Right now, we are in the middle of the 2020 presidential election. Even though the general election isn’t until November, I wanted to tell you how it works.

So, every state votes in the general election for either the Democratic or Republican nominee, that they elected in their primaries in the springtime (which are happening right now, in case you’re interested!). Whichever candidate gets the most votes in that state get that state’s electoral college electors. The more populated a state is, the more electors they get. For example, California is the most populated state, with about 39 million people. It has 55 electors, the most of any state. Wyoming is the least populated state, with only 567,025 people! They have only 3 electors! In all, there are 538 electoral college electors in all. Half of 538 is 269, so you need 270 electors, a majority, to win. This means you do not have to win the popular vote to win the election. 

There have been five races in US History where the winner did not receive the popular vote. They were 1824, where John Quincy Adams lost the popular vote to Andrew Jackson, but still won the election, 1876, when Rutherford B. Hayes lost the popular vote to Samuel Tilden, and still won, 1888, when Grover Cleveland won the popular vote against Benjamin Harrison, but Harrison still won, 2000, when Al Gore got more votes the George W. Bush, and lost, and in 2016, when Donald Trump won less votes then Hillary Clinton, but still won.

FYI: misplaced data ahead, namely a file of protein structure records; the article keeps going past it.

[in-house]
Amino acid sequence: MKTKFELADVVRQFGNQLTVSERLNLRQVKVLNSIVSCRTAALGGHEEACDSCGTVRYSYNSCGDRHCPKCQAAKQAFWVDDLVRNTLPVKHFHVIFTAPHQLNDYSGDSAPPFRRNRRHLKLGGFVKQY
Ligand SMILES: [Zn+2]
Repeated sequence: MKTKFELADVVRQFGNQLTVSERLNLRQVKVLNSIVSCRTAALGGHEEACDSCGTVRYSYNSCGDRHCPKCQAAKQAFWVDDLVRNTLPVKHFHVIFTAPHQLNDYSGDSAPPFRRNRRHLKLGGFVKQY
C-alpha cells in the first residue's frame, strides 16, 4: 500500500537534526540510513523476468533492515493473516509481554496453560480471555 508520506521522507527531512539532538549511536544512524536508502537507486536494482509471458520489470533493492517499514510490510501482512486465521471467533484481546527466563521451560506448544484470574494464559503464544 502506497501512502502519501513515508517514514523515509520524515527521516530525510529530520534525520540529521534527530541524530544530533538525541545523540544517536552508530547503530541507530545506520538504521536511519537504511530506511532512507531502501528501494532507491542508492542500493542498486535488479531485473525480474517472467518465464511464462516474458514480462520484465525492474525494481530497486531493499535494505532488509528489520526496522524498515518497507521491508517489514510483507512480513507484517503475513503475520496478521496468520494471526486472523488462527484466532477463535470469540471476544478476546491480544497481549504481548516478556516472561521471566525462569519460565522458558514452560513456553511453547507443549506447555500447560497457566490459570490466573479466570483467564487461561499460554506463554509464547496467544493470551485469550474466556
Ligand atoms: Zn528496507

Many states are identified as “red states” or “blue states”. This means that they are states that are either usually vote for the Democratic nominee, or usually vote for the Republican nominee. Some examples of blue states are Massachusetts, New York, California, and New Jersey. Some examples of red states are Mississippi, Alaska, and Oklahoma.  Some states usually vote one way or another, but don’t always. For example, Iowa and Ohio lean Republican, but sometimes, like in 2012, they can go Democratic.

Some states are generally viewed as “tossup states”, meaning that they will not reliably vote Democratic or Republican. This years, these states are Wisconsin, Pennsylvania, Florida, Michigan, Arizona, and North Carolina. 

This will all happen on Election Day, which is November 3, 2020. If you’re interested, watch for it then! And now, you know all these things that can help give you a better understanding of how America elects its presidents.

A map of the 2012 election results. Blue (Barack Obama)=State went Democratic, Red (Mitt Romney)=State went Republican. Barack Obama won.
A map of the 2016 election results. Blue (Hillary Clinton)=State went Democratic, Red (Donald Trump)=State went Republican. Donald Trump won.